Graduation Year

2016

Degree

Ph.D.

Degree Name

Doctor of Philosophy (Ph.D.)

Degree Granting Department

Philosophy

Major Professor

Michael DeJonge, Ph.D.

Co-Major Professor

Michael Morris, Ph.D.

Committee Member

Benjamin Crowe, Ph.D.

Committee Member

Lee Braver, Ph.D.

Keywords

Act and Being, anthropology, Being and Time, Christology, epistemology, ontology

Abstract

This dissertation’s guiding question is: What was the impact of Martin Heidegger’s early philosophy on Dietrich Bonhoeffer’s theology? I argue that Heidegger’s analysis of Dasein, his technical term for human existence, provides Bonhoeffer with important conceptual tools for developing his Christology, from which the rest of his theology follows.

Part of recognizing Heidegger’s importance to Bonhoeffer involves understanding the latter’s critiques of previous notable philosophers such as Kant, Hegel, Husserl, and Scheler. As Bonhoeffer evaluates these philosophers, they lead to theologically unacceptable positions. Heidegger, in contrast, has come to a theologically profitable understanding of human existence and epistemology. Though there are theologically useful elements in Heidegger’s philosophy, there are elements that require significant alteration, and even rejection. Heidegger recognizes that epistemology must be based on actual human existence, and he can account for the historical continuity of human existence; however, because of Heidegger’s anthropocentric philosophy, he cannot account for God’s transcendence necessary for proper theology. Bonhoeffer then applies the conceptual tools he has appropriated from Heidegger to revelation, Christology, and the church. This eliminates the anthropocentrism that made transcendence impossible, while maintaining the benefits of Heidegger’s philosophy in order to account for Christian existence.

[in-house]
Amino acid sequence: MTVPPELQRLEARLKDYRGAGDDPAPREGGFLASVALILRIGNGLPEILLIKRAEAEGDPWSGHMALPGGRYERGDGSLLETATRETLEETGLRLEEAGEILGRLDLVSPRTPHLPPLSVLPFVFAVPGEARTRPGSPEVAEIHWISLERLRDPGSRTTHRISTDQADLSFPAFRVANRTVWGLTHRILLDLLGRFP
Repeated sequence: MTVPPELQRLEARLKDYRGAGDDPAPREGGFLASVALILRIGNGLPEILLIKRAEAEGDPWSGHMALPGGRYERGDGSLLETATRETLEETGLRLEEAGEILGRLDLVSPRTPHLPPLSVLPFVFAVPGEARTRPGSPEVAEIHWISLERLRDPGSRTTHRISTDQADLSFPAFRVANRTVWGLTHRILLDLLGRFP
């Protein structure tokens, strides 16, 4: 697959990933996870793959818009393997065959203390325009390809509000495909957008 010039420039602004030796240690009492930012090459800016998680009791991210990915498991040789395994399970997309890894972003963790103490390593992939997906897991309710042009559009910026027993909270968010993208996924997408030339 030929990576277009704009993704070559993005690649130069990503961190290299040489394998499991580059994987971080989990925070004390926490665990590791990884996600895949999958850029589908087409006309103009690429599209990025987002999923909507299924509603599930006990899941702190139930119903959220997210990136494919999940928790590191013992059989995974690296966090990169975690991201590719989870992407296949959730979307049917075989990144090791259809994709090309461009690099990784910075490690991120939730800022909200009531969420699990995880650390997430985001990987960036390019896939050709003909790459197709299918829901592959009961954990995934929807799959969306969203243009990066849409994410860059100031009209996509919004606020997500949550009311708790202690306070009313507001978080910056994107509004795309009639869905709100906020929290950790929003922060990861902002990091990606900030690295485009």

Understanding Bonhoeffer’s appropriation of Heidegger is additionally important for understanding Heidegger’s potential relation to theology. This dissertation concludes by placing Bonhoeffer in the context of other theological appropriations of Heidegger. In light of this context and Heidegger’s own understanding of philosophy’s relation to theology, I argue that Bonhoeffer represents one, viable theological use of Heidegger.

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